Thursday, April 06, 2006

Sonnleitner sends 'political activity' message

Tom Sonnleitner, Vice Chancellor for Administrative Services, has posted without comment the rules governing political activity for state employees this morning.

When something like this appears, I wonder what has inspired it. I don't recall anything resembling political activity on the discussion lists (in fact almost no discussion), so is there some event on campus that he thinks will cross the line?

Is someone on campus critical of the Chancellor's arguments against TABOR #2? Did someone object to a meeting about the "Ban Civil Unions" amendment? Is my blog too anti-Republican for someone? Has Tony annoyed the administration again?

Anybody know the reasons for th timing of the post?

Here is an excerpt:

In general, the following political activities are prohibited:

1. Using governmental authority to interfere or affect nomination or election for any public
office or position within any political party.
2. Using governmental authority or influence to intimidate, threaten, or coerce any person to
vote contrary to his/her own voluntary choosing.
3. Using governmental authority to directly or indirectly intimidate, threaten, or coerce any
person to pay, lend, or contribute anything of value, including services, to any party,
organization, group, or individual for political purposes.
4. Using any official authority or influence to coerce any individual or group for political
action or to confer benefits or effect reprisals to secure desired political action or inaction.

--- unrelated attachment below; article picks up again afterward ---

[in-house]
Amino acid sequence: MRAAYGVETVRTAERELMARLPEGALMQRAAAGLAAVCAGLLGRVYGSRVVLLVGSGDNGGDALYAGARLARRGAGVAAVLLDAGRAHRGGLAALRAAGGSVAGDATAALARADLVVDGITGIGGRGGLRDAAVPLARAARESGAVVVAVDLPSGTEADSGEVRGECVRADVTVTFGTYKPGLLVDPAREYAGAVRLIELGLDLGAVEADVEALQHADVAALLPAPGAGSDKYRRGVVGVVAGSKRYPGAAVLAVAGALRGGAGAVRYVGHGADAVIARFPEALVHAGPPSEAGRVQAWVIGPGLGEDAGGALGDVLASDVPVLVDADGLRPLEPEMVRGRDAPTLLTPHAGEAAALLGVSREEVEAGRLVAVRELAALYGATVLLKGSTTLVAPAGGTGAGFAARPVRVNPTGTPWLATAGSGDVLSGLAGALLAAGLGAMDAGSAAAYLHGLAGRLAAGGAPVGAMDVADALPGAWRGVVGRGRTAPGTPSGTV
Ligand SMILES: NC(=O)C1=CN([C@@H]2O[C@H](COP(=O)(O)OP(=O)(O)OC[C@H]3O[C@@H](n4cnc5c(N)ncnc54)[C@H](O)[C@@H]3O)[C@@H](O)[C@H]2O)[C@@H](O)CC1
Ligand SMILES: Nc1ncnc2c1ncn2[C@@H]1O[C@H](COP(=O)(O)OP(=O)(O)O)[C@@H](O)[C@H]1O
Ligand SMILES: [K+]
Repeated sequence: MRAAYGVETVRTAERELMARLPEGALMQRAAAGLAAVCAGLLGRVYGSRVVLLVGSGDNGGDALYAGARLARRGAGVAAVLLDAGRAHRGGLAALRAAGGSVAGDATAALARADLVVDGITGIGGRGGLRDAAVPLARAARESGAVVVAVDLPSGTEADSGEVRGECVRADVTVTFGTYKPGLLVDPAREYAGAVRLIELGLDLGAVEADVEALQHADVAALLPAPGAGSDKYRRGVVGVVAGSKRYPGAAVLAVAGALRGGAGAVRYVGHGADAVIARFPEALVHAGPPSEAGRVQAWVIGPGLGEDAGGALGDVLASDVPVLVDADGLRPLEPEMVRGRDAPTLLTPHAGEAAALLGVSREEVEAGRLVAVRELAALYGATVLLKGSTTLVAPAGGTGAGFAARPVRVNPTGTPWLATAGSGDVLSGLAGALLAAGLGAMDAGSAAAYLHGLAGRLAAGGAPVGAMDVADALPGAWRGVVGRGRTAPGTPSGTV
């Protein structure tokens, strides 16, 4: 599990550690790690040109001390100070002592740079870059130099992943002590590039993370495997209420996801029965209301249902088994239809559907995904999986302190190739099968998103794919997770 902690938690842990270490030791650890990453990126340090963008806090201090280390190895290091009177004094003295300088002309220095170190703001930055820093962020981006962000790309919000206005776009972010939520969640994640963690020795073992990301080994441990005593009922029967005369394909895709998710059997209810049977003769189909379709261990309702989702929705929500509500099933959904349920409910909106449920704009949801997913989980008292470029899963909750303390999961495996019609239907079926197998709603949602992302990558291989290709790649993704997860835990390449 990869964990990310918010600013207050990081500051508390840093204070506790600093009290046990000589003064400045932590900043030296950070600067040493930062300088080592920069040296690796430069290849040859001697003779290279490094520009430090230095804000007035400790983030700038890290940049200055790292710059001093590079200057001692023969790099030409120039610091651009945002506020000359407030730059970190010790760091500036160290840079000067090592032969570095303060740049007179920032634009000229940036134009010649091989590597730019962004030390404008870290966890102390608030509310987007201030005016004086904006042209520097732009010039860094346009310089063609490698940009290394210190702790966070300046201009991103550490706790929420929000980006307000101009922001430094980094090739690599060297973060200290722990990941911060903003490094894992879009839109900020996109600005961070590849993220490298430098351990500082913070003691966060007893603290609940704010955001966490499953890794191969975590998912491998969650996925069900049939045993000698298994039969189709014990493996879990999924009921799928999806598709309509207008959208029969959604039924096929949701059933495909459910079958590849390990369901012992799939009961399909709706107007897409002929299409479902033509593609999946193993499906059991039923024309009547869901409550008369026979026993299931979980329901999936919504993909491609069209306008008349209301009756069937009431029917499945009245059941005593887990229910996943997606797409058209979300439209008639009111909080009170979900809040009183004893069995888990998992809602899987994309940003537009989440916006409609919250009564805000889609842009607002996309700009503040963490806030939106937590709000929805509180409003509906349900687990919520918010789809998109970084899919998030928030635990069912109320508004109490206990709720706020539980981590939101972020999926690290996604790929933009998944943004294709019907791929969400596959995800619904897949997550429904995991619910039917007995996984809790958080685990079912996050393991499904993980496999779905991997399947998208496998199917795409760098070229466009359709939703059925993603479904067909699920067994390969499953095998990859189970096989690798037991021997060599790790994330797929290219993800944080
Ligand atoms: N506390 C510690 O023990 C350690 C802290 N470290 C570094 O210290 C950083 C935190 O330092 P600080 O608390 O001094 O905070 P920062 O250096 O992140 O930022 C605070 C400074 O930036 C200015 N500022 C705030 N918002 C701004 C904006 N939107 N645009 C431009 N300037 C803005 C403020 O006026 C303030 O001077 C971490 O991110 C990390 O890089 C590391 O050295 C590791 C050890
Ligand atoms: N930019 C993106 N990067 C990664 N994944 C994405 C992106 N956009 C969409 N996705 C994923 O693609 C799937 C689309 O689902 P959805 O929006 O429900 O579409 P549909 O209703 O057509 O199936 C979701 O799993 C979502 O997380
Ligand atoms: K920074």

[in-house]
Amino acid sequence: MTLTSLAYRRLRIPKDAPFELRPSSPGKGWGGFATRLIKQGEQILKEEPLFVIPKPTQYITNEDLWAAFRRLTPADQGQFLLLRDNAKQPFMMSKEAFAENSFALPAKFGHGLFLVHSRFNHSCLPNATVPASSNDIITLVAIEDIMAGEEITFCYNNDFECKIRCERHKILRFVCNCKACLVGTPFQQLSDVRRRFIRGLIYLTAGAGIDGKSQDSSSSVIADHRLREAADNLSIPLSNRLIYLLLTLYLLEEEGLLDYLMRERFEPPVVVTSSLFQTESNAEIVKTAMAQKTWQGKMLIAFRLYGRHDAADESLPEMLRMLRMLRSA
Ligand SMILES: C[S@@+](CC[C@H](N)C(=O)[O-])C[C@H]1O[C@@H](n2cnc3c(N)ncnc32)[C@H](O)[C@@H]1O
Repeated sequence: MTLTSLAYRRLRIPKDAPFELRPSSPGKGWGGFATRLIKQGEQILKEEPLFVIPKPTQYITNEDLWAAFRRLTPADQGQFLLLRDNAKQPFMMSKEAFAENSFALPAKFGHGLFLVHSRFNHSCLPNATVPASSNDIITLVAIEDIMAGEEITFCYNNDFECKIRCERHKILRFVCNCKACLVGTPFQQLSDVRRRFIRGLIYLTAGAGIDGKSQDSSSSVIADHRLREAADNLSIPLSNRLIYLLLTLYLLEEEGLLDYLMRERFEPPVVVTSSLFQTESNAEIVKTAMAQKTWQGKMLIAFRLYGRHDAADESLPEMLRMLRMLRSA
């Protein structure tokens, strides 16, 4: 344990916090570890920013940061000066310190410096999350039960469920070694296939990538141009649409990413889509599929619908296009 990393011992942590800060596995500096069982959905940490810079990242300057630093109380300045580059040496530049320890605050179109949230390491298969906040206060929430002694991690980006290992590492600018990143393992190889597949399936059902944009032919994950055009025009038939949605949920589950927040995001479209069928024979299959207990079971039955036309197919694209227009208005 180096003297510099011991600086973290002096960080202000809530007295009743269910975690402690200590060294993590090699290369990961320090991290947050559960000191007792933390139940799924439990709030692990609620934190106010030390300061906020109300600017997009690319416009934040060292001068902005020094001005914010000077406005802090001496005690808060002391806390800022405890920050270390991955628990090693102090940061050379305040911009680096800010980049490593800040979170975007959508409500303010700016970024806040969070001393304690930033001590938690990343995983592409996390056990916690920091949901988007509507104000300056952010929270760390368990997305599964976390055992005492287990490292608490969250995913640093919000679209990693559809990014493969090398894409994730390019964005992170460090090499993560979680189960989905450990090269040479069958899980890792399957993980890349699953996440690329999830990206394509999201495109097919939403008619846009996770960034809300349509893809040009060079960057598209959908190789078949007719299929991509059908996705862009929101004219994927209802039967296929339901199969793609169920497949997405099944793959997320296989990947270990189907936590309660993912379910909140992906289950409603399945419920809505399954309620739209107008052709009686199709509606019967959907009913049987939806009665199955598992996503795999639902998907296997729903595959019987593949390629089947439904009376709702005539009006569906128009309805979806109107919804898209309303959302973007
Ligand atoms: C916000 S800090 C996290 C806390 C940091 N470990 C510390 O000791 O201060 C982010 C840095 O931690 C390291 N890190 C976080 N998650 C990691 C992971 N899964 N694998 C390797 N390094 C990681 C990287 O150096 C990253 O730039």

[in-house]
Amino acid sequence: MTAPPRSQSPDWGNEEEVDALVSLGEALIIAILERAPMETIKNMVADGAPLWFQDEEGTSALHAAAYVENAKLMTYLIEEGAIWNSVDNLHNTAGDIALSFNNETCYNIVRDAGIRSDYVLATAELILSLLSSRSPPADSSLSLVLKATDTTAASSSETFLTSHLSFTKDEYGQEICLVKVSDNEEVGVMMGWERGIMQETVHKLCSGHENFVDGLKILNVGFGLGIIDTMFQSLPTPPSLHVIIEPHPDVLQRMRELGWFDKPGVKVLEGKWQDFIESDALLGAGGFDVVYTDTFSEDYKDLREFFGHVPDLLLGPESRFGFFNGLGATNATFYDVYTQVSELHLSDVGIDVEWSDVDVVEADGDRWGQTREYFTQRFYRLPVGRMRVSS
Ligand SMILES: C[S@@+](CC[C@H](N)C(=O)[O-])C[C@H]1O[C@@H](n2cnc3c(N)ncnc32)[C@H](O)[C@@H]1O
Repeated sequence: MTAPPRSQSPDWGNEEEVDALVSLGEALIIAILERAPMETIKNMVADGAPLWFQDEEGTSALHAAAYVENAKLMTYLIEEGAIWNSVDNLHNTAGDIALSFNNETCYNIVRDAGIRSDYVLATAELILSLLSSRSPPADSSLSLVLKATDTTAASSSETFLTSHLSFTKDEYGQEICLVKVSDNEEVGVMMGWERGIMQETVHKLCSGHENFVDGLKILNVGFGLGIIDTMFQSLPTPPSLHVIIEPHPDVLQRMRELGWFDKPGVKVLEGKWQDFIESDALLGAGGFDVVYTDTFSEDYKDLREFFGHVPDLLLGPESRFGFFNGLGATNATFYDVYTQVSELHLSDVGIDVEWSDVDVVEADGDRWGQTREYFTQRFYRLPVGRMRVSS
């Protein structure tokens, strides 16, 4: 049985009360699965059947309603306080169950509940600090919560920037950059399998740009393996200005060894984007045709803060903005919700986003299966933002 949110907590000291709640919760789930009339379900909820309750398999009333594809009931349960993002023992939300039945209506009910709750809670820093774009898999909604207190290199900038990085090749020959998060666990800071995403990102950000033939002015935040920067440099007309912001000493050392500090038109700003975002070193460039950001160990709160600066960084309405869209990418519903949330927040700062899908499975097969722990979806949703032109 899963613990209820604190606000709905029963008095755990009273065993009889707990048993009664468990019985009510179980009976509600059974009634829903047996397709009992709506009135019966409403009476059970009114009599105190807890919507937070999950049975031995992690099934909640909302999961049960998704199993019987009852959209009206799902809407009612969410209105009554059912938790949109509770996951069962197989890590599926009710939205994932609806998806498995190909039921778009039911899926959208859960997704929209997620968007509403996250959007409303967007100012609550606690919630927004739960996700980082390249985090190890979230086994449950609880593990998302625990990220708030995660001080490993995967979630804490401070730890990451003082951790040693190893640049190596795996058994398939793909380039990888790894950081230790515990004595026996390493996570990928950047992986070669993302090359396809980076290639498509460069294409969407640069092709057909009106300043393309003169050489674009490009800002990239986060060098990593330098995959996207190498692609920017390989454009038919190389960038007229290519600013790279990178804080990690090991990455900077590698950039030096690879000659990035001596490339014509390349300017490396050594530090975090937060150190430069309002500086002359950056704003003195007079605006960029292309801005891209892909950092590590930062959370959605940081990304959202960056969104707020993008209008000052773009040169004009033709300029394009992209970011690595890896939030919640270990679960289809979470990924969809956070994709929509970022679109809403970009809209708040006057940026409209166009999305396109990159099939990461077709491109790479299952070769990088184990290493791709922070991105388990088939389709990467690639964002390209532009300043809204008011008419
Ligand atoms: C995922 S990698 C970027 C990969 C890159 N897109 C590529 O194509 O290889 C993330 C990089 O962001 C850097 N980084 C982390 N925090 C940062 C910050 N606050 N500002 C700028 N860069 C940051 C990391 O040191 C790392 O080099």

5. Offering money in return for political action or inaction or accepting any benefit in return
for political action or inaction.
6. Engaging in political activity on state-owned property including, but not limited to, the
wearing of a political identification while on duty where it could impair the effectiveness
of the state agency operation.
7. Engaging in any political activity when not on duty to such an extent that efficiency
during working hours is impaired or that the employee is tardy or absent from work.
8. Taking any action that makes one a candidate for partisan public office unless on an
approved leave of absence .
9. Directly or indirectly soliciting or receiving subscriptions or contributions for any partisan
political party or any political purpose while on state time or engaged in official duties or
while in a building, office, or room occupied for any purpose by the state.
10. Either orally soliciting or by letter or by electronic mail transmitting any solicitation to a
state office or be in any manner concerned in soliciting any assistance, subscription, or
support for any partisan, political party or purpose from any person holding any position
in the classified service while on state time or engaged in official duties.
11. During the hours when on official duty engaging in any form of political activity
calculated to favor or improve the chances of any political party or any person seeking or
attempting to hold partisan political office.
12. Using state property, materials, supplies or equipment in connection with political

1 comment:

Frank J Doster said...

Tom Sonnleitner wrote the memo to remind everyone of their place. Heres a personal anecdote. In 1984 this guy made a similar statement as the Tom Sonnleitner memo, but he was much more blunt, “ your now my bitch”. Since I was young, and the surroundings offered me only one choice, I kicked the shit out of him. In essence, Sonnleitner is giving the same message to the faculty as my fellow Green Bay corrections inmate gave me. I do not recommend violence, but I do recommend people need to voice their distaste of administrative strong arm tactics.
As for Tony, I respect him. Tony seems to be one of the few faculty members who has a little of the working class moxie. I also applaud this blog. I am only a student-not a real good one-but i plea for all faculty to remember three points.
1.Because of your status as academics, you have a responsibility to speak out and confront seats of power.
2.What kind of example are you setting for students,
3.What kind of institution are you leaving for future generations.